codependency

(redirected from codependents)
Also found in: Medical.

co·de·pen·dent

 (kō′dĭ-pĕn′dənt)
adj.
1. Mutually dependent.
2. Of or relating to a relationship in which one person is psychologically dependent in an unhealthy way on someone who is addicted to a drug or self-destructive behavior, such as chronic gambling.
n.
One who is codependent or in a codependent relationship.

co′de·pen′dence, co′de·pen′den·cy n.
Translations

codependency

n codependencia
References in periodicals archive ?
And, if you feel as though you're always the one giving and never receiving in return, you can find support at organizations like Codependents Anonymous or in books like Codependent No More, by Melody Beattie.
Al-Anon Family Groups and Nar-Anon are probably the best known of these 12-step groups, but help is out there for adult children of alcoholics, codependents, co-sex addicts and many others.
In Brother/Sister: The Codependents, Macomber renders two young deer in hooded tunics in front of a stand of leafless trees.
These three, along with many others, have found a kind of salvation in Codependents Anonymous.
In the early 1980's, Codependents Anonymous (CODA) was formed as a self-help organization for those who recognized codependency in themselves but could not claim a relationship with an alcoholic nor a history of alcoholism in their family (Haaken, 1993).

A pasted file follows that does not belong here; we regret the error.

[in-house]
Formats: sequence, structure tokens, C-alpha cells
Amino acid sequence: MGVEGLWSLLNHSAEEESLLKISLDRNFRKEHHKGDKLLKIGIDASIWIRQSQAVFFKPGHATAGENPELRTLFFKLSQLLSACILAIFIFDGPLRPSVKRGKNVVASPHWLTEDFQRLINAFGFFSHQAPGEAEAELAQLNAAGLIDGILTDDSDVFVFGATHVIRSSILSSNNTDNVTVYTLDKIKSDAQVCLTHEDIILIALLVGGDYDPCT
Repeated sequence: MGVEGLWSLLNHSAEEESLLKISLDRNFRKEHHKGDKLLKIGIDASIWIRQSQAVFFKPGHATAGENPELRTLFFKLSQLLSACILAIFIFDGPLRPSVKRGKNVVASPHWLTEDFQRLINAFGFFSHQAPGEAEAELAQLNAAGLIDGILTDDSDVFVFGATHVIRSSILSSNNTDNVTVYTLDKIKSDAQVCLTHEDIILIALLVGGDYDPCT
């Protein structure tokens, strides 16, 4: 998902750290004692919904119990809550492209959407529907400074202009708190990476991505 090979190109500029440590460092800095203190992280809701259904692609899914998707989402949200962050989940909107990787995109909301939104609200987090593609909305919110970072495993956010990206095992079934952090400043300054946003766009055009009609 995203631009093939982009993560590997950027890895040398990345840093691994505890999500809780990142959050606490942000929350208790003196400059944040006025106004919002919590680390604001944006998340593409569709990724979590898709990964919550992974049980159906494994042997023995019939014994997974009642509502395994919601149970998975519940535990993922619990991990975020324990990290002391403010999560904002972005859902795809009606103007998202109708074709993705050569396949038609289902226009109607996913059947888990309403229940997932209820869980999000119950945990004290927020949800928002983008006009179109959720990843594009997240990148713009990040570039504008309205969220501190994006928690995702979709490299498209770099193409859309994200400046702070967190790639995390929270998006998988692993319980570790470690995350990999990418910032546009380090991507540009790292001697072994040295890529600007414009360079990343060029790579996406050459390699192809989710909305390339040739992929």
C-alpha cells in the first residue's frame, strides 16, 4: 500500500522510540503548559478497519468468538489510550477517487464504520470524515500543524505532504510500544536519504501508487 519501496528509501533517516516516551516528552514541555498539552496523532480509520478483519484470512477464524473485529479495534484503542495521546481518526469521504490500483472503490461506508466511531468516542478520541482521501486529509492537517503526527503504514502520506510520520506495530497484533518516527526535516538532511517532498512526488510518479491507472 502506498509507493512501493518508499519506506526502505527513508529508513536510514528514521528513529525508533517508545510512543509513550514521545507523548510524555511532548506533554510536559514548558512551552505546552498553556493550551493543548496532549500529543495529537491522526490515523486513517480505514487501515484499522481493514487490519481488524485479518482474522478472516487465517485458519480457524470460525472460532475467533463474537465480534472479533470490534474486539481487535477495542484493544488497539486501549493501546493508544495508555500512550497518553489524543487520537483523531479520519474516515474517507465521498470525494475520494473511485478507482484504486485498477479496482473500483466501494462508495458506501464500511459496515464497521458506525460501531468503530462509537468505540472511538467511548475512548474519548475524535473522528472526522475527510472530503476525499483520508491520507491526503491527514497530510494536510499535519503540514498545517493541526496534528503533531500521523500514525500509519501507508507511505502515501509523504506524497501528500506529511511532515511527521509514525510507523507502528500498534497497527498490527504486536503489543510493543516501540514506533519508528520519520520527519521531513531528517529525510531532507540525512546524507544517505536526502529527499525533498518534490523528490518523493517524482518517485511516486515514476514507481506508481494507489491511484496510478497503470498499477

Like CR, groups like Shoppers Anonymous, Overeaters Anonymous, Codependents Anonymous, Love Addicts Anonymous, and Adult Children of Alcoholics approach personal suffering from a point of view that identifies unhealthy family and gender dynamics as causative factors in one's self-destructive tendencies.
Codependents make themselves into permanent victims.
In the end, she goes to Codependents Anonymous (CODA) while he, terminally "in denial," goes from bad to worse.
The Hazelden Foundation runs rehabilitation centers and publishes books, manuals, and pamphlets for recovering addicts and codependents (and sells related products such as notepads, wall plaques, and anniversary buttons).
Twenty publishers turned down Beattie's book proposal ("It's a good idea, but we don't think there's that many codependents out there," they wrote back), before Hazelden accepted the proposal.